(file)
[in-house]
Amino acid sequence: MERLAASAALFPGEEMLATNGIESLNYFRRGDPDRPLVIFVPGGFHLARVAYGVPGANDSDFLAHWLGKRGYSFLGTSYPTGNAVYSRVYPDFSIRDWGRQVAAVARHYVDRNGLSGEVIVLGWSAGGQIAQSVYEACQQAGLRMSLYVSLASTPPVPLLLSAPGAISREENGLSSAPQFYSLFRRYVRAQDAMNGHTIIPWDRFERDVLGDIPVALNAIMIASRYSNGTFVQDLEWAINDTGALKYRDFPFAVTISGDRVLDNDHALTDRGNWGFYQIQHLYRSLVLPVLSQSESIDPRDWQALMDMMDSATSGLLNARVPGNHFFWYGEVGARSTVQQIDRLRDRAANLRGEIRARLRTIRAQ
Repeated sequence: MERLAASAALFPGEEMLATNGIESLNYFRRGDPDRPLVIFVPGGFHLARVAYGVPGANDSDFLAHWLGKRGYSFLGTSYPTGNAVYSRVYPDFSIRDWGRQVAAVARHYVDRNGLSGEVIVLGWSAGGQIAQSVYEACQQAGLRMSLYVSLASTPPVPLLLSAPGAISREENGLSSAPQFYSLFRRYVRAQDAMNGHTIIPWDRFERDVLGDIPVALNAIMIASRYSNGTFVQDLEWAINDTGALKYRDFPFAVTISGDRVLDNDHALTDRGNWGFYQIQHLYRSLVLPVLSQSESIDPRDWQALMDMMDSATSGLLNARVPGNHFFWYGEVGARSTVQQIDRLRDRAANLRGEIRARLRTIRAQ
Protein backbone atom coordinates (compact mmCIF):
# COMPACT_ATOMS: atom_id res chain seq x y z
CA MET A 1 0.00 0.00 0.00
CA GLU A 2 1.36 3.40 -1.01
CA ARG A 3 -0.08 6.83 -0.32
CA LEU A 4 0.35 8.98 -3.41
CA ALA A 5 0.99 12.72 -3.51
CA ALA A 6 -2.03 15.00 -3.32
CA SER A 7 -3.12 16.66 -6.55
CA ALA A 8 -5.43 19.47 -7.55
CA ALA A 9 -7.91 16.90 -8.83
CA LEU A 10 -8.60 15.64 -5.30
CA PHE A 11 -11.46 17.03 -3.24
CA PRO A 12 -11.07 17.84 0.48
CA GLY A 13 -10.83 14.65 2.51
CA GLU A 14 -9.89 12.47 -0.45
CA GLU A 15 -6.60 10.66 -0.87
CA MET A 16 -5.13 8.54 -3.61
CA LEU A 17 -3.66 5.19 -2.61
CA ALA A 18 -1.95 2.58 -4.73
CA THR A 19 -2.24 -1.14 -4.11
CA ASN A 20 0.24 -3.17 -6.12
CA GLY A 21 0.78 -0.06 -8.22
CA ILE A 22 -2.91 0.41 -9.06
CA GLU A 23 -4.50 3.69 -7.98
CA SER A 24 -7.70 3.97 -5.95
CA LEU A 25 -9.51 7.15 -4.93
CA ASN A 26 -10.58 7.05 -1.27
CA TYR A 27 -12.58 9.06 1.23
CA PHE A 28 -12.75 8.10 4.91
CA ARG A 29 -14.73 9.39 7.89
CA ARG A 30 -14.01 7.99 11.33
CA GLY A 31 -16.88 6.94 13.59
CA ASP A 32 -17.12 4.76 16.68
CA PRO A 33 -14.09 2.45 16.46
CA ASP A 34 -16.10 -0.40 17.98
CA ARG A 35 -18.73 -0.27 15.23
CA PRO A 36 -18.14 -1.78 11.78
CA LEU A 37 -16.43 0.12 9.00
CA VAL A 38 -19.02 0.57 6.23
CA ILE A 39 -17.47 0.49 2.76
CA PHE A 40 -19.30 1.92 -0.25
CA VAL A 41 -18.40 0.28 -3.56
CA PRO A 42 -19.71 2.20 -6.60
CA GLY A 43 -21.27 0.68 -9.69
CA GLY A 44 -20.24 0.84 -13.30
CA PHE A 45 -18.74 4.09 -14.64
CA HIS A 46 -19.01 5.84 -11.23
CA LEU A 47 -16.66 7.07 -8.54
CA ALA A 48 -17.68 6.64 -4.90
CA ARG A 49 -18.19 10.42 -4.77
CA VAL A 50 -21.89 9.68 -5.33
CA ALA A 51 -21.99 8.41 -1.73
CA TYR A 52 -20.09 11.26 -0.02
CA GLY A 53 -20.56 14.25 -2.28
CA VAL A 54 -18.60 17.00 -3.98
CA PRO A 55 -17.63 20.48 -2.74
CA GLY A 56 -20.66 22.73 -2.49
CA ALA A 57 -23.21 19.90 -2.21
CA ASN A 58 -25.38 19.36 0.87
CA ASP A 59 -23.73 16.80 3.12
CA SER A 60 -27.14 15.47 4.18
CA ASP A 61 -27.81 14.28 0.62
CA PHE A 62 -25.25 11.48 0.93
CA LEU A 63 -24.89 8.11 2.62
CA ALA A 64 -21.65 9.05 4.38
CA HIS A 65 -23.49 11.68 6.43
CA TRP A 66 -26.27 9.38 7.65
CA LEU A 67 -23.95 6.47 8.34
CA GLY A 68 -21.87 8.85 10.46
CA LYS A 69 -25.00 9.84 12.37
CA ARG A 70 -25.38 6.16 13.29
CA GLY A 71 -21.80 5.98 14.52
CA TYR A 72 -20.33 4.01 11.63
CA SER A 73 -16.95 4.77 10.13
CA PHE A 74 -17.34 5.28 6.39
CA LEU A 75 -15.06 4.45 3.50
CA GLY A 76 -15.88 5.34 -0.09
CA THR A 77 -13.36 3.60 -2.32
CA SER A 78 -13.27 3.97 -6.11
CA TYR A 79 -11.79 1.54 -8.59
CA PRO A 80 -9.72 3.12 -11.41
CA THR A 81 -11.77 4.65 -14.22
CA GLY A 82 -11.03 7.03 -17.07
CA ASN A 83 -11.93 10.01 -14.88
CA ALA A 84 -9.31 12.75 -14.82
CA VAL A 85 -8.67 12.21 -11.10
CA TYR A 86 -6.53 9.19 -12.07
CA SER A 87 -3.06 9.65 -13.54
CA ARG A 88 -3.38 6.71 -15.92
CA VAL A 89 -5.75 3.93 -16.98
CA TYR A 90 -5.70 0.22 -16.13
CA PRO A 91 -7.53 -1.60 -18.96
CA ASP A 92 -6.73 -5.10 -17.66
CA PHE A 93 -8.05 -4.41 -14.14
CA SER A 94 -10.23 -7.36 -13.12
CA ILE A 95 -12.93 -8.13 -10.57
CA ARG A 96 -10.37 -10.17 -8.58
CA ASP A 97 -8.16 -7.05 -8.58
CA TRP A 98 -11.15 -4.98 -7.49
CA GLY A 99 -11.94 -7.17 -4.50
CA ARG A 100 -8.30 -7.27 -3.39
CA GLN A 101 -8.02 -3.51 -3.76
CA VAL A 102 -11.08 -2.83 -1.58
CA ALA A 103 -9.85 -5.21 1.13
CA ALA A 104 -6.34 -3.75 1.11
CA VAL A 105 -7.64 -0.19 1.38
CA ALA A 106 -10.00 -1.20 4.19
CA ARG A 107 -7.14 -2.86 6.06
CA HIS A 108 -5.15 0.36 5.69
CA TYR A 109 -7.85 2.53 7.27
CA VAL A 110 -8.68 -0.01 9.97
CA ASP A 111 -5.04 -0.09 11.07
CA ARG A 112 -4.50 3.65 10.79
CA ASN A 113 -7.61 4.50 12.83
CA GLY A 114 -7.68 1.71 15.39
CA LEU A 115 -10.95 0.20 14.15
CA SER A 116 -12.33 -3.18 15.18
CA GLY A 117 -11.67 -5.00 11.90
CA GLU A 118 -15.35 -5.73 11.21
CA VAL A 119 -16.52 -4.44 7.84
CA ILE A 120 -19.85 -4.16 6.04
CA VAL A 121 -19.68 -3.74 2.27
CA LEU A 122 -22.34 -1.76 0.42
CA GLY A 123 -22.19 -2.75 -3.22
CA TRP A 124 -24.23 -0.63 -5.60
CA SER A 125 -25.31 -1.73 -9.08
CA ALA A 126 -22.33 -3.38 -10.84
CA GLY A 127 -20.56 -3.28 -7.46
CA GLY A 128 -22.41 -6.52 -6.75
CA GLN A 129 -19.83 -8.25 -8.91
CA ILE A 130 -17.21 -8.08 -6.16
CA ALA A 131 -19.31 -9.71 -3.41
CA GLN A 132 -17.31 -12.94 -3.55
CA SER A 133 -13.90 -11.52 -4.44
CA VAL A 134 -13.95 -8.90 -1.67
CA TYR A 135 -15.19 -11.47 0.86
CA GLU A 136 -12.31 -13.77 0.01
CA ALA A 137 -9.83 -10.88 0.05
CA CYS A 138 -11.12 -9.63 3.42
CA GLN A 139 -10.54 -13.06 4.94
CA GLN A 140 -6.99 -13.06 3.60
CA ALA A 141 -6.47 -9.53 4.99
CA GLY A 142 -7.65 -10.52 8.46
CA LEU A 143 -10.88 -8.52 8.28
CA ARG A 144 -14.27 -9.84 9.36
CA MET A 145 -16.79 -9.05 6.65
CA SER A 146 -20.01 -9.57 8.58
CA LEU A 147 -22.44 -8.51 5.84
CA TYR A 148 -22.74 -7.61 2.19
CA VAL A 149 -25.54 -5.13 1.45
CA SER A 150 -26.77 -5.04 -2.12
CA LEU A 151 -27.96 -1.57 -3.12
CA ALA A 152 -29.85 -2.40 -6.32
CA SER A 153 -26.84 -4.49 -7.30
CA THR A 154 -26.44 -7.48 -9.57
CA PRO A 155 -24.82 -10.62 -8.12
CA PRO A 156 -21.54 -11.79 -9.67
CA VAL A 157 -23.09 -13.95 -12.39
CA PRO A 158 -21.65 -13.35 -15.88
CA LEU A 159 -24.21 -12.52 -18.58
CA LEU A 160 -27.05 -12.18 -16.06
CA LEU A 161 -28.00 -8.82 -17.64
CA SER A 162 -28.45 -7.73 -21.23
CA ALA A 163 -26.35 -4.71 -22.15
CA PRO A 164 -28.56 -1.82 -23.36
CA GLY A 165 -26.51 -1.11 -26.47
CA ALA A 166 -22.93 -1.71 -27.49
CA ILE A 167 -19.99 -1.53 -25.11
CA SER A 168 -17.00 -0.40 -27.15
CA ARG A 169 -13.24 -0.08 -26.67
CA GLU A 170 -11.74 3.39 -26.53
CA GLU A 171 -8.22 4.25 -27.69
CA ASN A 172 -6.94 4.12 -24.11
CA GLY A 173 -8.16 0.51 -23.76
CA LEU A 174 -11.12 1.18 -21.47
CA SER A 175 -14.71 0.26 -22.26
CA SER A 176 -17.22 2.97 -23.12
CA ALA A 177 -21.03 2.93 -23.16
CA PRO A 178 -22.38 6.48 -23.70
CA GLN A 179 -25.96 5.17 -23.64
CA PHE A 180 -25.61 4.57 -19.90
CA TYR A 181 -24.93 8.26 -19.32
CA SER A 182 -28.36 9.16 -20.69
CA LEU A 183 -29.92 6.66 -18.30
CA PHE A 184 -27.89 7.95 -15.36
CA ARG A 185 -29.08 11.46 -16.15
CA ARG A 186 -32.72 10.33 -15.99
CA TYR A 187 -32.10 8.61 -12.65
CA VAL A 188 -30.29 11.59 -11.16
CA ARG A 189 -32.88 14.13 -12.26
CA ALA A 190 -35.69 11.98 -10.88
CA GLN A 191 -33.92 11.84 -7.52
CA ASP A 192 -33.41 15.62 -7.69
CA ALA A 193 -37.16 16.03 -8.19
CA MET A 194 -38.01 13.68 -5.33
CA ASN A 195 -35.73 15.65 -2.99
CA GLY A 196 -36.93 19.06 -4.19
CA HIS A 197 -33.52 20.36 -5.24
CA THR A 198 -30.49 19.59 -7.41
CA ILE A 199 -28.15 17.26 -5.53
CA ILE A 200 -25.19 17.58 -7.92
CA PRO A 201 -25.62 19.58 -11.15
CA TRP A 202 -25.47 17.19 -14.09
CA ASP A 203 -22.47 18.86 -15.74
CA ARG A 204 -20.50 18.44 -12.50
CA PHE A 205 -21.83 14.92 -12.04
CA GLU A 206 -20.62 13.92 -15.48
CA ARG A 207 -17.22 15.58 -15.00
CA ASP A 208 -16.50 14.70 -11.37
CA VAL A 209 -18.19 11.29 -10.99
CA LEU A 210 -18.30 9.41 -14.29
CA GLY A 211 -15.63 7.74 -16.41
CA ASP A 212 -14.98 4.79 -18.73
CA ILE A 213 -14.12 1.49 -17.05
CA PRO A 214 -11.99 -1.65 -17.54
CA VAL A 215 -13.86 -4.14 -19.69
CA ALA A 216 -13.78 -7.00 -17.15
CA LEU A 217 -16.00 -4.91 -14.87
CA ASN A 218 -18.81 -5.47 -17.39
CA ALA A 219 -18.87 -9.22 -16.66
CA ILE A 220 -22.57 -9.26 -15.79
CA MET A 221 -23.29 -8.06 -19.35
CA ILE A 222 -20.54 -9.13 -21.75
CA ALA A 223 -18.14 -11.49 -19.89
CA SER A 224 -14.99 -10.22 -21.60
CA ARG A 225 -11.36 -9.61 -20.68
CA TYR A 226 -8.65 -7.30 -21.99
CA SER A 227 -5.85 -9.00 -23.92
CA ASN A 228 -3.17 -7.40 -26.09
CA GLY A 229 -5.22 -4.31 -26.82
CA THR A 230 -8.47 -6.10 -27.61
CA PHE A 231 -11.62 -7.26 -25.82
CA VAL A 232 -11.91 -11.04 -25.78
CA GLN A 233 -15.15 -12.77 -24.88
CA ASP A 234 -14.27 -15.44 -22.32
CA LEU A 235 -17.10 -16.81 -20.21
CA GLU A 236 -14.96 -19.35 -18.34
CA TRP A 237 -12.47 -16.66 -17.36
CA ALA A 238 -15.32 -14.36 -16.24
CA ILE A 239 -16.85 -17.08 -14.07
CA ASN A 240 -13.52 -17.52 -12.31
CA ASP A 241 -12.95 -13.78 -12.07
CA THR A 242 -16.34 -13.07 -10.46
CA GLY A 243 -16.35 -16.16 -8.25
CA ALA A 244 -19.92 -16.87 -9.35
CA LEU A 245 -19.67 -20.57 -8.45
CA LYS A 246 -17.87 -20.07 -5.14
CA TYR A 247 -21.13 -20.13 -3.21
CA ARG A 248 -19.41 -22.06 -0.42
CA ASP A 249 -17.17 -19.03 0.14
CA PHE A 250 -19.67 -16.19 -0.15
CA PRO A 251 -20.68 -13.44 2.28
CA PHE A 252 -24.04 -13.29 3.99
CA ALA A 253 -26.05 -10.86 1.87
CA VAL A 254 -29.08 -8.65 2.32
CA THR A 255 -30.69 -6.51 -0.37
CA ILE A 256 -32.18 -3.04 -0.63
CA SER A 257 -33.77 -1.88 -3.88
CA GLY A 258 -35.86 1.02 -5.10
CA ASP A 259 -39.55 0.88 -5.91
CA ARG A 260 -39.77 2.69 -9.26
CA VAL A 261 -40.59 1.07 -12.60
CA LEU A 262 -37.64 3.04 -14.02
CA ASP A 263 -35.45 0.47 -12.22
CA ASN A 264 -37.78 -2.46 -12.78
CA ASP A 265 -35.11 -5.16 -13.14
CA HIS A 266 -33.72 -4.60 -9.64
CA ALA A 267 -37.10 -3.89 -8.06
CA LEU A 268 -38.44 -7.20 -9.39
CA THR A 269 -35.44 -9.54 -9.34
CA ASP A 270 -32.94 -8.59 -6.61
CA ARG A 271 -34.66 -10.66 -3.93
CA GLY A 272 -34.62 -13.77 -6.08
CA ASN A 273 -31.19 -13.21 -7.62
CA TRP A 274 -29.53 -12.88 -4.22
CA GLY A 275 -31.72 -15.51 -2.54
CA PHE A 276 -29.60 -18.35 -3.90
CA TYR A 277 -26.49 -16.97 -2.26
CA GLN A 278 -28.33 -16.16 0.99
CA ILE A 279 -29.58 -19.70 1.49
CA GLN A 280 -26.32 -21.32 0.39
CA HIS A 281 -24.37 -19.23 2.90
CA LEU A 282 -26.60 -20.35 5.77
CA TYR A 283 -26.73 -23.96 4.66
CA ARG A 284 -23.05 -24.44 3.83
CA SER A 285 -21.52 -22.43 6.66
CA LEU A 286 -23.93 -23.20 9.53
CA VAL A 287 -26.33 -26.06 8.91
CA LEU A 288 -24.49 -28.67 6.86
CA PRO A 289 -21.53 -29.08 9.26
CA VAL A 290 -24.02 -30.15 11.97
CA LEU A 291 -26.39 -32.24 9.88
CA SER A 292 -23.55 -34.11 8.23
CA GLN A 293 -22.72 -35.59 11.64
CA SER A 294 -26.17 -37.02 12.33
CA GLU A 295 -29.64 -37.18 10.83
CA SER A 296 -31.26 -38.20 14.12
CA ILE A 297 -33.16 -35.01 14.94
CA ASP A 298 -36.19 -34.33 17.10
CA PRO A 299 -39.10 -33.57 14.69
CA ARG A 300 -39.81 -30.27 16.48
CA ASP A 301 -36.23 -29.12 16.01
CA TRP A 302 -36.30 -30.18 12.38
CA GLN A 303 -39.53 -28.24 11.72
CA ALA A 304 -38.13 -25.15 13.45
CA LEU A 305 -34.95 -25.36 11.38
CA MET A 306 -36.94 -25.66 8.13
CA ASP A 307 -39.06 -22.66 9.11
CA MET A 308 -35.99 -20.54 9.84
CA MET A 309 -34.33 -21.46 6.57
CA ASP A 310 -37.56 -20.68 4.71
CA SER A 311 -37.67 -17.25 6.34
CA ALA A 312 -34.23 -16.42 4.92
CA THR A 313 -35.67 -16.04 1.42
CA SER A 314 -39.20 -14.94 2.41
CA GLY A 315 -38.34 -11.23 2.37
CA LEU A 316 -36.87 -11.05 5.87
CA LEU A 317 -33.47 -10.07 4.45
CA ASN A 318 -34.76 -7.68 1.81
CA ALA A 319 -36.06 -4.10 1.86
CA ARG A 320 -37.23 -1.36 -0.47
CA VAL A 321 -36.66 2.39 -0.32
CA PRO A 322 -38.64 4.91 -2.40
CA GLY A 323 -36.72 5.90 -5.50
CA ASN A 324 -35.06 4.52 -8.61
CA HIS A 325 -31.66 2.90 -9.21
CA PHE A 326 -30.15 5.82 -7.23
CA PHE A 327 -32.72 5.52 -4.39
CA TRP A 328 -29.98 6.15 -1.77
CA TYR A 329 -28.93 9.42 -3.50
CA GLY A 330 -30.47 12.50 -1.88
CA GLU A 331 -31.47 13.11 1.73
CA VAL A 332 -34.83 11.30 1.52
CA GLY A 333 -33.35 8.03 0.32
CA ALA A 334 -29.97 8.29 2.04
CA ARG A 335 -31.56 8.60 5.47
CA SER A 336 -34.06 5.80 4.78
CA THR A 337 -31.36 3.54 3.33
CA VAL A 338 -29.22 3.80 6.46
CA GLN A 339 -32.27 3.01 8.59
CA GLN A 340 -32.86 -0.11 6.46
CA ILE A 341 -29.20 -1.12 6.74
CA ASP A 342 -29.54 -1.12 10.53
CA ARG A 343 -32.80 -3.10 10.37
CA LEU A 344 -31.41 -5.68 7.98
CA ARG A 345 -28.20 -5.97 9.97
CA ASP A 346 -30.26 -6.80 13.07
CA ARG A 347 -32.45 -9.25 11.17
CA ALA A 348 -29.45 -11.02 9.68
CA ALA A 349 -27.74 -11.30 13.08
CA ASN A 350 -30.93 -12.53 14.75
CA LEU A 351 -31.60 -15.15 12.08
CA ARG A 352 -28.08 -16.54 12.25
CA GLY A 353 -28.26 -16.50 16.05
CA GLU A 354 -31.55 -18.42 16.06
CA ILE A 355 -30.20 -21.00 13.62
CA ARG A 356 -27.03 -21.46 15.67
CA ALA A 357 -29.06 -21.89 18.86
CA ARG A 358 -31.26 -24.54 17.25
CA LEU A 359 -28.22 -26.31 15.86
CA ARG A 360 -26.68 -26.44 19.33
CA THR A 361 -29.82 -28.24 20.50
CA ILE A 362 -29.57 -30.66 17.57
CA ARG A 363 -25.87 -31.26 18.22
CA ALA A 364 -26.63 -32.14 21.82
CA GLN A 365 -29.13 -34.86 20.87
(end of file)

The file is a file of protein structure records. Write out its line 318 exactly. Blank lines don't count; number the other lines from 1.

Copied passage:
CA THR A 313 -35.67 -16.04 1.42